Why we all need Edward Snowden: In this post, I describe how my family’s information was used inappropriately by healthcare professionals in Canada. I look at this in the context of Edward Snowden’s revelations and other intrusive data mining. This is a longread at 2,500 words.
In a recent op-ed in The New York Times, Thomas Friedman commented on the NSA’s PRISM program:
That is why I’ll reluctantly, very reluctantly, trade off the government using data mining to look for suspicious patterns in phone numbers called and e-mail addresses — and then have to go to a judge to get a warrant to actually look at the content under guidelines set by Congress — to prevent a day where, out of fear, we give government a license to look at anyone, any e-mail, any phone call, anywhere, anytime.
Friedman’s comments represent one side of a polarized debate: the revelation of NSA information-gathering has triggered arguments about the rights of individuals, Americans and others, versus the rights of the U.S. government when it comes to protecting its citizens. Despite outcries from privacy advocates, the PRISM program now seems precociously standard when it comes to Homeland Security.
While the U.K. is known as a CCTV state, the U.S. has skipped that cruder technology and like China is now surveilling from within. Dissenters question how deeply the government needs to penetrate their lives because, unlike Friedman, they don’t believe authorities will get warrants to look at gathered material. It appears they’re right: If Edward Snowden is proof of anything, it’s that there are few if any controls.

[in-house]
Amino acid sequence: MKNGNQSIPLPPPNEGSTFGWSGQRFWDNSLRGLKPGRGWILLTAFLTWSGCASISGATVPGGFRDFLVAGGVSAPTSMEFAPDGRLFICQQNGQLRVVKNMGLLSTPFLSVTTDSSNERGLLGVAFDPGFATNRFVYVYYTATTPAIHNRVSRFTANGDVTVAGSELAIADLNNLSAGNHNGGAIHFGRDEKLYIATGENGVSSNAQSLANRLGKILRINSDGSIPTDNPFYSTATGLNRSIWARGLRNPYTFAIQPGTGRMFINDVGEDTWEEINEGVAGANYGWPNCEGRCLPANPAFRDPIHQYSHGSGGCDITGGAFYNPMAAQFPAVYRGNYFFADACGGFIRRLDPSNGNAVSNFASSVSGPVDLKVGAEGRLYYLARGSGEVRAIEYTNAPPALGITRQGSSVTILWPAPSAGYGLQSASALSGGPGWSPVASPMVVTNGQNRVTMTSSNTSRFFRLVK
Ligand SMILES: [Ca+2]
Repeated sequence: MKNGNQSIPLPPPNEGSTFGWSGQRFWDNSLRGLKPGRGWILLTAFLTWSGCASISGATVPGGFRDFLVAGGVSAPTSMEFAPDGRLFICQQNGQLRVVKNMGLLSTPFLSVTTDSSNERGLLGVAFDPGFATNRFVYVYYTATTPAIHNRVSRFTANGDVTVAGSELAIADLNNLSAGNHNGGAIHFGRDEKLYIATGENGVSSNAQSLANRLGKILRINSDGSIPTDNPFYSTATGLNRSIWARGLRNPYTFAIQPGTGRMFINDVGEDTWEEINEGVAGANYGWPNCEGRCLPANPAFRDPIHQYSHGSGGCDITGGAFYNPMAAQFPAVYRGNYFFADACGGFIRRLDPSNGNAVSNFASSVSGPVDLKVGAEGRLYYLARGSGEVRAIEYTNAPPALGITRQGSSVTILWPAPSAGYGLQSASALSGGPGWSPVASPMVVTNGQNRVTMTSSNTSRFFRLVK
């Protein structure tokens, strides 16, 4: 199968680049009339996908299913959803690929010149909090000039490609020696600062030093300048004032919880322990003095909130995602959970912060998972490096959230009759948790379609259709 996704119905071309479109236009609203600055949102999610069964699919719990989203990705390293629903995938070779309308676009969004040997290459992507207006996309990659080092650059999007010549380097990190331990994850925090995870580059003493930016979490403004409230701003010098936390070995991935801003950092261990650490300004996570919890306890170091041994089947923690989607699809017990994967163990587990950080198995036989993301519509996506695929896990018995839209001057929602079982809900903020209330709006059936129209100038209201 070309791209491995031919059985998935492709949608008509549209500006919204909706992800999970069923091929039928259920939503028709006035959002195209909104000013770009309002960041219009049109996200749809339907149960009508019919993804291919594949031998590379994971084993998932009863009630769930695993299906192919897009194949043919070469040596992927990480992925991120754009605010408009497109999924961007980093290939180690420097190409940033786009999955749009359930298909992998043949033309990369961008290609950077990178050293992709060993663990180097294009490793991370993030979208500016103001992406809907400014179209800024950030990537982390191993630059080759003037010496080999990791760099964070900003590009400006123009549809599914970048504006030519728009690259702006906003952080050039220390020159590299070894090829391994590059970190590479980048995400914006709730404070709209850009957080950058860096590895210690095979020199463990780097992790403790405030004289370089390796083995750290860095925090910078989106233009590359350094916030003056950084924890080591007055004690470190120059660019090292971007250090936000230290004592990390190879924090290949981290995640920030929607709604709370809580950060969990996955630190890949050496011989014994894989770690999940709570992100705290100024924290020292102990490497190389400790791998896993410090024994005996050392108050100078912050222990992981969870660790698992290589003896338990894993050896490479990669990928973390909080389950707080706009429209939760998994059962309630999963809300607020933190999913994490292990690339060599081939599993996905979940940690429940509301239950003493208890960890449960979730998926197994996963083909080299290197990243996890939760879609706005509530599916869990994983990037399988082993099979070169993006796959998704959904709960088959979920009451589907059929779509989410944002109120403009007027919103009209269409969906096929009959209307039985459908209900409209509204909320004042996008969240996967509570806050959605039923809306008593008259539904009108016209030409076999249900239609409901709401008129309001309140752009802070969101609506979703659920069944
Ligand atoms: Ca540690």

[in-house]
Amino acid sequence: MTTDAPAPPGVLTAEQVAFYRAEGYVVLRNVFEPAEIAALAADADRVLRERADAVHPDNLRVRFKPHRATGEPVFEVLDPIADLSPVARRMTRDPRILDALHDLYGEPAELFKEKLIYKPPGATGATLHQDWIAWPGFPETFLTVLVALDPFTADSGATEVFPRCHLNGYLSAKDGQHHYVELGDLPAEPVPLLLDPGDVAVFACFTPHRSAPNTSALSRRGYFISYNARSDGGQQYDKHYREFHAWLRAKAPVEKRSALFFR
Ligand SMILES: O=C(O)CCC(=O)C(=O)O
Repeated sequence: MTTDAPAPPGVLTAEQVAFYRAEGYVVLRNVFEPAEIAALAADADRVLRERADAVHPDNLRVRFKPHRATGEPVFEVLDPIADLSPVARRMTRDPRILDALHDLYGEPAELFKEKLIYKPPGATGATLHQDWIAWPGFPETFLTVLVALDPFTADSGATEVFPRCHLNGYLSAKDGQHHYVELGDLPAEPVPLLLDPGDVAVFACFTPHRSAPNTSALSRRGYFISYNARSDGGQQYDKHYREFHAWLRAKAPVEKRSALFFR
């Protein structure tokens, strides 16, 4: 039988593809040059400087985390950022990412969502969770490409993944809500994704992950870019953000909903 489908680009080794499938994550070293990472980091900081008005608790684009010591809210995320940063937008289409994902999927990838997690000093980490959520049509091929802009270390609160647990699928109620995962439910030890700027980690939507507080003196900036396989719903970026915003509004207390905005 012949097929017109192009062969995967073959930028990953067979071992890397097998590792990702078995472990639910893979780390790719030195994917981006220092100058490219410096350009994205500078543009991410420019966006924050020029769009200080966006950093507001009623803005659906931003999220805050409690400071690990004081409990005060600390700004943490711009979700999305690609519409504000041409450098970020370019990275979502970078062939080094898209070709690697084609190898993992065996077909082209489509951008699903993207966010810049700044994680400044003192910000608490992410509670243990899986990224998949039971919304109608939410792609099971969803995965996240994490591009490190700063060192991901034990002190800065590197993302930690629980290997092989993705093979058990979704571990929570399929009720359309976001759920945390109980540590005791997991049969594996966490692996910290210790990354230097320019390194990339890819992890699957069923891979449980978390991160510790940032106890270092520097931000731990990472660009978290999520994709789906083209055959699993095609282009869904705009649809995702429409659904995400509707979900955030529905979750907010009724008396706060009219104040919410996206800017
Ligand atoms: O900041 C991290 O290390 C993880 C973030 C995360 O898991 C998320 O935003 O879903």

The implications of Friedman’s words are obvious. Normal citizens living blameless lives have nothing to worry about. Suspicious patterns are what interest the American government, not screaming matches between divorcing spouses. However, if one parses Friedman’s words, it’s not hard to see the weakness of his argument. When he says he will “reluctantly, very reluctantly” trade off his privacy for security, his words suggest Americans actually have a choice. He also seems confident that private information won’t fall into the hands of others, outside the U.S. government, who wish to exploit it. He categorically ignores the reality of income inequality and the threat it poses to his government’s autonomy. The truth is that the concentration of wealth has created a global and de facto oligarchy, one where those with money, influence and powerful computers can bypass judges and warrants to mine and manipulate whatever data they want. Simply put: the very rich, as a group, have more power than most governments.
Seinfeld, Elaine and New York Doctors
A few years ago, an episode of Seinfeld covered a topic that was funny but substantive in its own way. Elaine, Seinfeld’s female foil, was having a doctor problem. She’d with quibbled with one and earned herself a bad reputation. When other doctors turned her away, she attempted, with her trademark insensitivity, to find out what they were saying. The script handled the conflict deftly: the real comedy lay in the neurosis of all navel-gazing New Yorkers. When it came to over-reacting, Elaine and her doctors were caught in a tie for last.
I remember watching the episode and wondering if a situation like it could happen in Canada, a country where doctors are tightly networked by government-run healthcare. At the time it was a theoretical proposition only; I’d never upset a doctor badly enough to find out. That changed in 2008 when my mother had a stroke in an Ontario hospital.